It is known that in Uttar Pradesh from 1995 to 2012 Mayawati, a Dalit, was Chief Minister for four times. During her regime only some land was distributed in 1995 in Central and Western Uttar Pradesh (U.P.) and that too in a very small quantity and no land was distributed in the remaining parts of the state. In Eastern U.P. which has got a dense population of Dalits no land was distributed except in Gorakhpur district which was due to the initiative of Mr. Harish Chandra, the then Commissioner of Gorakhpur Division. I witnessed the pitiable condition of landless Dalits in Sonbhadra and Chandauli districts of eastern U.P. when I contested Lok Sabha election in 2014 from Robertsganj constituency. The condition of the Adivasis of these districts is really very shocking.
It is a fact that in 1995 there was sufficient land available under Ceiling Surplus Land, Gram Samaj, Fallow Land and Bhoodan Land in U.P. for distribution to landless Dalits, Adivasis and other landless families but Mayawati did not distribute it with the result that it continued to remain in the possession of illegal occupants. Not only this, she did not take any action to give possession of land to the families who were given land pattas (land entitlements) during earlier Congress regime. After 1995, Mayawati did not take any initiative to distribute land or restore possession to the owners of Land Pattas just to avoid ire of the powerful communities who became her voters under the so called "Social Engineering." It came to light from the Land Owners statistics of 2001 Census that during 10 years span of 1991-2001, 23% of Dalits became landless who previously owned land. It is worth noting that during this period Mayawati was thrice Chief Minister of U.P.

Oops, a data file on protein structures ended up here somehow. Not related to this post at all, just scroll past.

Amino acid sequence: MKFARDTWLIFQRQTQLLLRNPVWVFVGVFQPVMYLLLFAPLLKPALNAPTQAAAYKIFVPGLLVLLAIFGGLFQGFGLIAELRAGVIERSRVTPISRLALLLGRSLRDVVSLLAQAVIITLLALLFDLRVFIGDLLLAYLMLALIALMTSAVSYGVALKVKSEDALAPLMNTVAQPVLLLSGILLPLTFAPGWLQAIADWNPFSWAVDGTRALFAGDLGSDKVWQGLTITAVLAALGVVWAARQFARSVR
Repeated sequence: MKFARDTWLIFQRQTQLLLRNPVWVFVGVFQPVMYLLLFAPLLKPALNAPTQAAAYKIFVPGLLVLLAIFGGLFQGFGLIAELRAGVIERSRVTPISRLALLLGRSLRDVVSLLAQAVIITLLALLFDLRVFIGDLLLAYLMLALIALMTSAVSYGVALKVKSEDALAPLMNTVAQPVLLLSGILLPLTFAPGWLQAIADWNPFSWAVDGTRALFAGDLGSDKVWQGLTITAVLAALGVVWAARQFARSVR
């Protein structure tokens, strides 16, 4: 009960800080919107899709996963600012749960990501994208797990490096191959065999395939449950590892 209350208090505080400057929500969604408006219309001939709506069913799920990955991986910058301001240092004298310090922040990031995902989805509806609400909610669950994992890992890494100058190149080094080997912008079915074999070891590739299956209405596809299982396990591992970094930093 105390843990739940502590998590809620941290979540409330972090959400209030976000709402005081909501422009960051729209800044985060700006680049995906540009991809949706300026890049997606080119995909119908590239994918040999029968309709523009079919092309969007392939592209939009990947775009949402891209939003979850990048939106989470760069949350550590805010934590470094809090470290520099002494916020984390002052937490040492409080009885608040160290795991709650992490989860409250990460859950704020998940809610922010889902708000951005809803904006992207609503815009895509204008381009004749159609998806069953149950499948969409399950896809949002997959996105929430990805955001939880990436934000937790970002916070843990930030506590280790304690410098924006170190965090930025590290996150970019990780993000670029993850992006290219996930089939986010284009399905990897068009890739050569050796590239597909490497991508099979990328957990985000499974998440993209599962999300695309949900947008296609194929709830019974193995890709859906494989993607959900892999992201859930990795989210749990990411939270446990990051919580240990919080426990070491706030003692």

For empowerment of Adivasis, Forest Rights Act - 2006 and Rules came into force in 2008. Under this Act the Adivasis and others living in the Protected Forest area were to get title of the land which they had in their possession and under cultivation. For this they had to submit their claims to the Revenue authorities. Mayawati was the Chief Minister of Uttar Pradesh from 2007 to 2012 but Mayawati government did not take any effective action to implement this Act with the result that as on 30.1.2012 out of 92,406 claims 74,701 claims i.e. 81% claims were rejected. The result was that only 17,705 claims (19%) were accepted and 1,39,777 hectares of land was distributed.
Now when we come to Gujrat, a beneficiary of Modi's Development Model the situation is very dismal. As on 30.04.2016, under Forest Rights Act out of 1,90,097 claims only 77,038 were accepted and only a total of 11,92,351 hectares land was distributed. As such 65% of the claims were rejected and only 35% claims were accepted. That is why in Gujrat Dalits and Adivasis had to launch a Land Rights Agitation demanding 5 Acres of land to each landless family.
In the face of Mayawati's calaousness and anti-Dalit/Adivasi policy All India Peoples Front (AIPF) had to file a Public Interest Litigation PIL) in Allahabad High Court in which the Court gave an order for reprocessing of claims under Forest Rights Act but neither Mayawati nor Akhilesh Yadav government took any interest to reprocess the claims
At the national level as on 30.04.2001 out of 44,23,464 claims 38,57,379 claims were disposed off out of which only 17,44,274 claims have been accepted and 1.03,58,376 Acres land has been distributed which comes out to be about 5 Acres per claim. At the national level the rate of rejection of claims is 53.8% whereas it is 80.15% for the state of Uttar Pradesh which has been ruled by Mayawati, a Dalit and Akhlesh Yadav, a Backward Class Chief Minister. It transpires that, both Mayawati and Akhilesh Yadav are responsible for the tardy implementation of Forest Rights Act in Uttar Pradesh.
From the above it becomes clear that both the Central and State governments have been careless and disinterested in the empowerment of Dalits and Adivasis through distribution of land to them. The political parties both Dalit and Non-Dalit do not want to empower Dalits and Adivasis as they want to keep them poor and dependent for using them as vote banks. U.P. is a classical example of this mentality where Mayawati, a Dalit and Mulayam Singh, a Backward Claws has been Chief Minister four times and three times respectively. All the political parties are indulging in caste and communal politics. None of them has any agenda for Land Reforms and Land Distribution to Dalits-Adivasis and other landless categories for empowering them. As we know land is a very valuable asset for Dalits and Adivasis.